# RF Sampling circuit HELP!!

Discussion in 'Wireless & RF Design' started by scottshannon, Jul 6, 2012.

1. ### scottshannon Thread Starter New Member

Aug 4, 2009
2
0
I would appreciate some help trying to understand this circuit:

I am looking at a RF Sampling circuit on youtube. Here is the video:

I was curious how he calculated the power dissipation in the resistors.

In the circuit there is a 47KΩ & 690Ω resistor. The author told me the following:

"The assumption made with this circuit is that it is inline between the transmitter and a properly tuned 50 ohm load/antenna. Therefore,﻿ the 100W is dissipated in the 50ohm load. That means the voltage on the line is 70.7Vrms. Nearly all of this appears across the 47K resistor, dissipating about an 1/8th of a watt. Then, I used a 4x safety factor."

Would someone who knows more than I know be good enough to let me ask them some questions about this circuit? I would like to calculate the power dissipated in the resistors. It is driving me crazy!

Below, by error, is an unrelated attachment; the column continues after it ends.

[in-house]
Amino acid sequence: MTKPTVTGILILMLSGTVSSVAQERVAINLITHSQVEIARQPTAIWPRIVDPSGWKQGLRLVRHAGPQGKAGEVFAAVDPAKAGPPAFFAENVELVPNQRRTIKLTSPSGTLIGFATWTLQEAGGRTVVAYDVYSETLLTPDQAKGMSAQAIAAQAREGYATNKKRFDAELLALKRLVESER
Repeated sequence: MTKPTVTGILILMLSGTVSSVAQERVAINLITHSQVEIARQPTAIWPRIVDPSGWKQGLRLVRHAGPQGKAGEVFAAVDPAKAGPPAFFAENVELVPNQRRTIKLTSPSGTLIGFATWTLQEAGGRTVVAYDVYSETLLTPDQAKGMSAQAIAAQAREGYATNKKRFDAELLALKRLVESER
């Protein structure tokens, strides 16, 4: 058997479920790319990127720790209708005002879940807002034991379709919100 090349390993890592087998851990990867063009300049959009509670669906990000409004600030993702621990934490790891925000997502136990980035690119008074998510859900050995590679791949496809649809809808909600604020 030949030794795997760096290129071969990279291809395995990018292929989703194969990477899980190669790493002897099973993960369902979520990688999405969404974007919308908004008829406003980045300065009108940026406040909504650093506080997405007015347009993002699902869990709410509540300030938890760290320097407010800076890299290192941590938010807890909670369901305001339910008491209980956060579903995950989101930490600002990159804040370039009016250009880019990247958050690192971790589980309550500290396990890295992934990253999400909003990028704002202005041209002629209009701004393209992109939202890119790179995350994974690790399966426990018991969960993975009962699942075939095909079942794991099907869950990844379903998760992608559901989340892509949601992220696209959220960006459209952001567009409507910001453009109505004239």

2. ### t_n_k AAC Fanatic!

Mar 6, 2009
5,448
790
To recap...

At 100W carrier power into a standard 50 ohms load the RMS voltage would be 70.7V.

With 70.7V across the 47k plus 690 ohm resistor the power dissipation is V^2/R or 5000/47690=0.1048W. Most of this will be dissipated in the 47k resistor. To work it out exactly use the voltage divider rule to find the voltage across individual resistors.

For example..

V_47k=(47000/47690)*70.71=69.69V RMS.

3. ### KL7AJ AAC Fanatic!

Nov 4, 2008
2,178
407
Power dissipated in a resistor is simply E squared over R.